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Rodriguez lets bat do all of the talking

Hostile fans silenced by loud, go-ahead HR

The moment, all bright lights and big tension, was ruined.

Curt Schilling had entered to, essentially, the trumpeting of lovelorn Red Sox fans. He had galloped in, minus the white horse, to steal a win by tamping down the Yankees in a tie game in the top of the ninth inning. Only he met Gary Sheffield and Alex Rodriguez along the way. That didn't quite work to his advantage.

Rodriguez -- hated more than almost any other player by Boston fans -- barely saw the single pitch Schilling threw him, the pitcher's second major league batter since April 23. He barely saw the splitter that he crushed in what he called the biggest home run he has hit this season, one that sent the Yankees to an 8-6 win in the series opener last night at Fenway Park.

''I don't know if I liked it," Rodriguez said. ''I just swung hard in case I hit it. Curt's always tough -- he has a lot of ways of getting you out. I just wanted to hit a ball to the big part of the field and get Sheffield over. And I did."

Yes, he did.

Sheffield had just sent another Schilling offering to the Wall, a double to welcome the reborn closer back to the big leagues. It put a runner in scoring position for Rodriguez, and thrust the Red Sox' verbal punching bag into the role of spoiler. Rodriguez got to be the hero. Schilling did not.

On a night that wasn't exactly what the Red Sox pitcher might have scripted for himself, it turned into almost exactly what Rodriguez might have scripted. It was a modicum of redemption in a place he needed it.

''He's always going to put numbers up because he's so good," Yankees manager Joe Torre said of Rodriguez. ''But what he's done this year, whether it's a single, a sacrifice fly, a stolen base, he's helped us win so many games in so many ways. And tonight was just sort of his signature type of thing because he hit a monster home run."

It was another ''A-Rod for MVP" moment. Another chance for the third baseman to gain back the pride and the fans after a harsh rookie season in New York. He has already had signature appearances against Boston in his short time with the Yankees. Memorable, though not quite dignified. He had a glove shoved in his face. He pawed at Bronson Arroyo and sent a ball skittering away. And last night he launched a shot off savior Schilling to wrest a win away from the Red Sox and pull New York within 1 1/2 games of first in the American League East.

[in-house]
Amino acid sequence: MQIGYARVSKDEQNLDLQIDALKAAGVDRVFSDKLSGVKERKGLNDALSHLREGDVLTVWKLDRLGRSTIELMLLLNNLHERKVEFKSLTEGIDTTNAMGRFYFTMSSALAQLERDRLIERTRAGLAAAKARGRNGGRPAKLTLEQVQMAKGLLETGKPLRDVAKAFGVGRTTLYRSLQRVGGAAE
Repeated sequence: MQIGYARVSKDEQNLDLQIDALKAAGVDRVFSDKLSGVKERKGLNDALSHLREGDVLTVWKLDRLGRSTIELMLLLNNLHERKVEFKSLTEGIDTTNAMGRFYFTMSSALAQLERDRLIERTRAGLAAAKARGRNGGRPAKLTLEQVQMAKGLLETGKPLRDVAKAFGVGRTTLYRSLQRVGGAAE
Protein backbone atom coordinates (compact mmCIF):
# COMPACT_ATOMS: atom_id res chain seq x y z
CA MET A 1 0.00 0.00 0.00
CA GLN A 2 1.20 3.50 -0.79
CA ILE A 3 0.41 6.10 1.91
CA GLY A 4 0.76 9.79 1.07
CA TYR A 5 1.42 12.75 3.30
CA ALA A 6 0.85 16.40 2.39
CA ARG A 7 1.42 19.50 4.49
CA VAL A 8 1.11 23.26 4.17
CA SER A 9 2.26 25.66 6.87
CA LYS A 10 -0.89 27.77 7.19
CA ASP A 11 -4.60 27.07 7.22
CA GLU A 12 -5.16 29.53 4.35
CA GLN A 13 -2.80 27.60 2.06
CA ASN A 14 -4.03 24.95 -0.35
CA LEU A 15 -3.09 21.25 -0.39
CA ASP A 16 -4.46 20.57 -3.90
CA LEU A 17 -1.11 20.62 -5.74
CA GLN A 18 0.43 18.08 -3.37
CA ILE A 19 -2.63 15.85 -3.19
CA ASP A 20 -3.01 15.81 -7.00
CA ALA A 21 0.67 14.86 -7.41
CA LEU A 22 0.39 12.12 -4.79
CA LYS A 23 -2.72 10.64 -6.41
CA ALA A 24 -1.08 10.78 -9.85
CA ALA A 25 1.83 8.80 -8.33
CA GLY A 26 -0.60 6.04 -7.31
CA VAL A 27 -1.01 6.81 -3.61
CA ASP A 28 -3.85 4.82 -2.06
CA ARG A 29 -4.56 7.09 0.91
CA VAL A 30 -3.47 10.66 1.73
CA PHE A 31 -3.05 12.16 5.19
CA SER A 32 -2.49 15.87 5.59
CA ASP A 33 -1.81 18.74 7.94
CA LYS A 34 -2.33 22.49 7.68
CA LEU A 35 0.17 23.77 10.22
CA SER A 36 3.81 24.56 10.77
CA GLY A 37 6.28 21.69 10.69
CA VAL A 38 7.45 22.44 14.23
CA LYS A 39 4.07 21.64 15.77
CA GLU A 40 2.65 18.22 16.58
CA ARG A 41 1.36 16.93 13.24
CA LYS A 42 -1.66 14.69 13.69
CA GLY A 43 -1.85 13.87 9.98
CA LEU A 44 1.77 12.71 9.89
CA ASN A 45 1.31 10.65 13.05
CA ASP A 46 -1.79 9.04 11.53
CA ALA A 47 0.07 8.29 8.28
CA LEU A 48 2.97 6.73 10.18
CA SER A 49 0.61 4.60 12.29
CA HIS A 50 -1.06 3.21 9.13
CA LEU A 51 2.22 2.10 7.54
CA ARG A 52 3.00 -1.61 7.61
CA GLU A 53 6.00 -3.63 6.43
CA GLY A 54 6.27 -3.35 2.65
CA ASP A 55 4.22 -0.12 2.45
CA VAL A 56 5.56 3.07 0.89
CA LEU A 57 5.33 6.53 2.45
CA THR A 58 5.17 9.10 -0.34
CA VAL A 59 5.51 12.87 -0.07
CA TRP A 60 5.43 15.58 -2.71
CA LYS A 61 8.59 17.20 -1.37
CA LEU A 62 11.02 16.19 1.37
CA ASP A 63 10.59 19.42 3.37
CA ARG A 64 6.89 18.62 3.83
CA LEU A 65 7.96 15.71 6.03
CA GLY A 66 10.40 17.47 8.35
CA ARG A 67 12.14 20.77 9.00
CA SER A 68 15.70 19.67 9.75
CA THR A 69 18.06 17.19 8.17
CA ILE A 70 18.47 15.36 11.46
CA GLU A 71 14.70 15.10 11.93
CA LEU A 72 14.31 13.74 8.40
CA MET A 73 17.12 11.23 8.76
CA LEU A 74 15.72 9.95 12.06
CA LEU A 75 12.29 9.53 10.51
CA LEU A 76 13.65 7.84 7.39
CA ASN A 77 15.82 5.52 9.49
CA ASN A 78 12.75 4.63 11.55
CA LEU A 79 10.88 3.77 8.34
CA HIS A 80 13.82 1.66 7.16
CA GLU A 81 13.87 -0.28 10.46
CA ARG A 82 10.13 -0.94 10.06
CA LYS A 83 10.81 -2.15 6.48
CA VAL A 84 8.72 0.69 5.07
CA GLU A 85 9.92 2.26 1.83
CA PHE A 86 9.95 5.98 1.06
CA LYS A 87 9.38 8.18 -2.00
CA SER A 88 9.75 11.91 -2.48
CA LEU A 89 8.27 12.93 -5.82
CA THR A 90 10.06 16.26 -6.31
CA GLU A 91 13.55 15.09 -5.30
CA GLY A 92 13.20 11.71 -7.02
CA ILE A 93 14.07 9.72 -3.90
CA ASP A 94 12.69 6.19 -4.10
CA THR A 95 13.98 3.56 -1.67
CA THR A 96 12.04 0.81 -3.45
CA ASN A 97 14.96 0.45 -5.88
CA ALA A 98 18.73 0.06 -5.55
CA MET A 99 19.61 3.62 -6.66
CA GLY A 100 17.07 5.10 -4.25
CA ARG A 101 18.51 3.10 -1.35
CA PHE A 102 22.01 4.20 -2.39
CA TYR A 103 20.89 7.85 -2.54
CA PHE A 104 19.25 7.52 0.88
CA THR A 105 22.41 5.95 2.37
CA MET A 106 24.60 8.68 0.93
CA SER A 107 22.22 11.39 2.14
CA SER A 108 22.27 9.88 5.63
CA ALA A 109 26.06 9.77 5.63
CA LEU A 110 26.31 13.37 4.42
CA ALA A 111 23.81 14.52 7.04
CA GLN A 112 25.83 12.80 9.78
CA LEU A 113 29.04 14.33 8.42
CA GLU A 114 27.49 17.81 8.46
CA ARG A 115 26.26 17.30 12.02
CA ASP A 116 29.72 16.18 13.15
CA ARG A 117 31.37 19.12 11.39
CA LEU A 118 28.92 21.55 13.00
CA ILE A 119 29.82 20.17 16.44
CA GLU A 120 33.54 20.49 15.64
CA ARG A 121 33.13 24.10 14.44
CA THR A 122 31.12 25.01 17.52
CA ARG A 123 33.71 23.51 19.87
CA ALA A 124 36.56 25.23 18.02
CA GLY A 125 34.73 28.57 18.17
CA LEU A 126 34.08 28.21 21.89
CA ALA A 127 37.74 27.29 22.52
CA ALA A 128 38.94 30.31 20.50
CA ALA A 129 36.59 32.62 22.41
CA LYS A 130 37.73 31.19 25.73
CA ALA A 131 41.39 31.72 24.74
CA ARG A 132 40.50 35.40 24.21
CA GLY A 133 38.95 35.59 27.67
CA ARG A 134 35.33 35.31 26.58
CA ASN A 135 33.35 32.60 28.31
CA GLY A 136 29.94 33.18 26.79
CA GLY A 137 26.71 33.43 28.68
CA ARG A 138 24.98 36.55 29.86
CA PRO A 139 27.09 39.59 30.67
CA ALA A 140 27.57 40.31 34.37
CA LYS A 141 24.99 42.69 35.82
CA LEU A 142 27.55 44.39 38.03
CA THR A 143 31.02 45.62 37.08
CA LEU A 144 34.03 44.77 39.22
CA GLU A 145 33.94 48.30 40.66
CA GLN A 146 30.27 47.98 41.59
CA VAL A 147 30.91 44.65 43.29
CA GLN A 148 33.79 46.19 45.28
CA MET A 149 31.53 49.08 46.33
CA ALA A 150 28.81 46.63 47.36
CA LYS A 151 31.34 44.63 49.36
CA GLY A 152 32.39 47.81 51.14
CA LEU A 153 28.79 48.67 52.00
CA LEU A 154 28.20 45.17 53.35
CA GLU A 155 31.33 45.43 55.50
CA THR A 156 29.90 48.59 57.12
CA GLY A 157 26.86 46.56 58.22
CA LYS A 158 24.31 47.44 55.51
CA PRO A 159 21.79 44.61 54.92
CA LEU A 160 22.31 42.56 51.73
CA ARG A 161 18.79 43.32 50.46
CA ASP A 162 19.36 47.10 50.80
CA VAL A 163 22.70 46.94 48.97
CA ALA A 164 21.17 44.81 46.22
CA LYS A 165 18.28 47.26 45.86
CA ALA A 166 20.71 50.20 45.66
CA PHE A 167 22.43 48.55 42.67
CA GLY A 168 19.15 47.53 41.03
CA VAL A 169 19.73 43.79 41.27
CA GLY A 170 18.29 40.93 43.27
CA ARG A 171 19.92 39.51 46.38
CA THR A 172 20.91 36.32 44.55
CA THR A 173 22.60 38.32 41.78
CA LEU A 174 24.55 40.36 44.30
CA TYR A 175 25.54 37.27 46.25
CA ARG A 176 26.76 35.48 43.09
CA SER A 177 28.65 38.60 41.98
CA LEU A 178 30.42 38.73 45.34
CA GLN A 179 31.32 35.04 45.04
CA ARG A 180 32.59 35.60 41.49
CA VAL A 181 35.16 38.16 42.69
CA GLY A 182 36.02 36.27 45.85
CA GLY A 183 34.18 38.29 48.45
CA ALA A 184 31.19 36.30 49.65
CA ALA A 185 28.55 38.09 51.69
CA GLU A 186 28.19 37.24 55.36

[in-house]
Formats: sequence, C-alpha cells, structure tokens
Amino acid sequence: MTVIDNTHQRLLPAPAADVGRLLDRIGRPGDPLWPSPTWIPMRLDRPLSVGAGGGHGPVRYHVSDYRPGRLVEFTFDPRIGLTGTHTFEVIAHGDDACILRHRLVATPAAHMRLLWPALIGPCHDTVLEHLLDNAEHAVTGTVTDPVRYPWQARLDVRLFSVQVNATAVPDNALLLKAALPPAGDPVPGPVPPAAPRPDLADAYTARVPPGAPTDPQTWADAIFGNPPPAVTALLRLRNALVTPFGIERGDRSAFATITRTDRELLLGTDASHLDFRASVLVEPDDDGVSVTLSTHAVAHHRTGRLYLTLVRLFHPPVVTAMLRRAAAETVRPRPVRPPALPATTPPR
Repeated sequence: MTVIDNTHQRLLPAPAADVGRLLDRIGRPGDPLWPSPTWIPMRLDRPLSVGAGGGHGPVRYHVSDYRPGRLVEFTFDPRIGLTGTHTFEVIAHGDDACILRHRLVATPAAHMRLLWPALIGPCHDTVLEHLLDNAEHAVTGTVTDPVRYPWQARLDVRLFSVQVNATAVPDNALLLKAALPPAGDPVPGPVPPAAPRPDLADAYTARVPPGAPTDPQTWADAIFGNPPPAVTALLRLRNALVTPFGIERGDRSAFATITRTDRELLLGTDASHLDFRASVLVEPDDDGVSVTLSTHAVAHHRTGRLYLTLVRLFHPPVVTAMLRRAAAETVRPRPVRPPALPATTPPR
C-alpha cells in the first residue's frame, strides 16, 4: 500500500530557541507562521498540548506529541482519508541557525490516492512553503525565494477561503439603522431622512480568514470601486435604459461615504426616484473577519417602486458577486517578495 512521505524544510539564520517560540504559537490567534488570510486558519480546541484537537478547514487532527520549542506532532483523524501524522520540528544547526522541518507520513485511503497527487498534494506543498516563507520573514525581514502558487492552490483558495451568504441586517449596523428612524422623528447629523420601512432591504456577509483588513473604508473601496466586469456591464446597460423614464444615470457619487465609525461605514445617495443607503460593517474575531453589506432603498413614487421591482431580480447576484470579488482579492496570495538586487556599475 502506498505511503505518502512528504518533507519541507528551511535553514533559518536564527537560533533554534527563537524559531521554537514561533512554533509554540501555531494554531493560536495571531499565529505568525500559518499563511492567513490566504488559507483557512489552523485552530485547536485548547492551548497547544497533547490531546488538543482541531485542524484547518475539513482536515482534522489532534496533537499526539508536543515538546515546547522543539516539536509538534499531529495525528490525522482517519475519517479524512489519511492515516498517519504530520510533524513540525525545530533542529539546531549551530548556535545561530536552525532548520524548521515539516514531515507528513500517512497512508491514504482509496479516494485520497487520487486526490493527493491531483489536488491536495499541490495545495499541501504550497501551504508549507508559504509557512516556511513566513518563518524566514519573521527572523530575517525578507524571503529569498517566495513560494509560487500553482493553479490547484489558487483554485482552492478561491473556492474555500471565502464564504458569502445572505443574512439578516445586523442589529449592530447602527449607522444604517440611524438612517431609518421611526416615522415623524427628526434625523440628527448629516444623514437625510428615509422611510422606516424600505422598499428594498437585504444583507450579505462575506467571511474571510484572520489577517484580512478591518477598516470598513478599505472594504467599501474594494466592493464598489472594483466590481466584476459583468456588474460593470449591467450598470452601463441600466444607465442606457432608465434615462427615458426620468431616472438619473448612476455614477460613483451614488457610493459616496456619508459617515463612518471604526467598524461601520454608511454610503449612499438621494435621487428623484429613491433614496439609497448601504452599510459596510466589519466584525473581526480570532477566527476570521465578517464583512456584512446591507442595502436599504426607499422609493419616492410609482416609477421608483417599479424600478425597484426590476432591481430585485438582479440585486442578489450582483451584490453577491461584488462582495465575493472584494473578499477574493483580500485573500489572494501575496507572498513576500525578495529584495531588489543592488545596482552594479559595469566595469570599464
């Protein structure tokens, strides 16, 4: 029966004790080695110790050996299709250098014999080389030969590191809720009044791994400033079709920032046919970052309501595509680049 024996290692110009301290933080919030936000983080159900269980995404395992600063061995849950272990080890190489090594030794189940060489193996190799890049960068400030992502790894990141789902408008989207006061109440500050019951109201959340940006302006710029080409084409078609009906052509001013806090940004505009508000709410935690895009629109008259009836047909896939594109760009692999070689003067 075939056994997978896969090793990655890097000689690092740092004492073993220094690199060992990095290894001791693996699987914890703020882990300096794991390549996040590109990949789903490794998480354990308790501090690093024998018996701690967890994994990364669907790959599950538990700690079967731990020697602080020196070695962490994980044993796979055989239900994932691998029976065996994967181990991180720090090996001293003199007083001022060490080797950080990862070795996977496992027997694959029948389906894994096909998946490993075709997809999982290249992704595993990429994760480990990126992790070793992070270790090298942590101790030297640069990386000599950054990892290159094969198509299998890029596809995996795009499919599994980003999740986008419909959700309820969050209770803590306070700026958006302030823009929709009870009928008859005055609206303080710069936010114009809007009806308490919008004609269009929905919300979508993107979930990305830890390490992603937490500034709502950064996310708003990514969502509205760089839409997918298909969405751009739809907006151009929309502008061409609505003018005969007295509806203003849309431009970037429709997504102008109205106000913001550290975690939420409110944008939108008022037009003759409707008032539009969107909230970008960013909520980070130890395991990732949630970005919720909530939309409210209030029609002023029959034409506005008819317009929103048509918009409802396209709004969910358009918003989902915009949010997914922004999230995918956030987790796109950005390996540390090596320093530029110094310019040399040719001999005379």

Quite a difference.

''It's a big boost for him," Sheffield said. ''Last year he struggled coming in here and he kind of pressed a little bit. But you can see a more relaxed guy."

Rodriguez had already singled in the first inning, already struck out on a 90-mile-per-hour fastball from Arroyo in the third, already fouled to first in the fifth, and walked in the seventh. He hadn't, despite six Yankee runs, made a direct contribution to the scoring.

He still had time. He still had Schilling.

''He's got to get strike one," Sheffield said. ''It's a different situation when you're starting, as opposed to being a closer. If you get strike one, then he can go to all of his other five pitches. I didn't want him to get to them."

Neither, it seems, did Rodriguez. He took Schilling's first pitch and smoked it. He didn't wait to see what the righthander was offering. He didn't need to.

''I just wanted to get a good pitch," Rodriguez said, ''get a good full swing on it, not really try to chop the ball to second base or first base because a lot of bad things happen then . . . It was an incredible feeling. You've got a Hall of Fame pitcher on the mound and Gary Sheffield with a big double. Just to get the job done there was very satisfying."

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